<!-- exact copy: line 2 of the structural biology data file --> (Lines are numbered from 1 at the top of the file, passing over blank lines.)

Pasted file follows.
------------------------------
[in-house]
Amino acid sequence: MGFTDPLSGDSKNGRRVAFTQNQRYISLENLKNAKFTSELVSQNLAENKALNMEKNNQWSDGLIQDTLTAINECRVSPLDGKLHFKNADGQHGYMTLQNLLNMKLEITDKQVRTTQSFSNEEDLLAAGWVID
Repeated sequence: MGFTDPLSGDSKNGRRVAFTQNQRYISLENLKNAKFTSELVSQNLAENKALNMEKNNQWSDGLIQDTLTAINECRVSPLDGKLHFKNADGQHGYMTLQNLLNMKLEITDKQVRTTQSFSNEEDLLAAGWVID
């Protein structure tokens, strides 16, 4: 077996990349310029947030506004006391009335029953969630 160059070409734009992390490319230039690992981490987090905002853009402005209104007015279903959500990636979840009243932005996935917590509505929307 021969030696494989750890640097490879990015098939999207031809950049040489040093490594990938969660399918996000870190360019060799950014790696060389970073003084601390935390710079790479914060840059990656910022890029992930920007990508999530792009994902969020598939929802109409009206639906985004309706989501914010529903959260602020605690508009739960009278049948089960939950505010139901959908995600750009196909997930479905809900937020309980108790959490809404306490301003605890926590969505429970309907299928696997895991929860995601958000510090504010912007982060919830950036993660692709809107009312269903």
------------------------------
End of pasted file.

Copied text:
Amino acid sequence: MGFTDPLSGDSKNGRRVAFTQNQRYISLENLKNAKFTSELVSQNLAENKALNMEKNNQWSDGLIQDTLTAINECRVSPLDGKLHFKNADGQHGYMTLQNLLNMKLEITDKQVRTTQSFSNEEDLLAAGWVID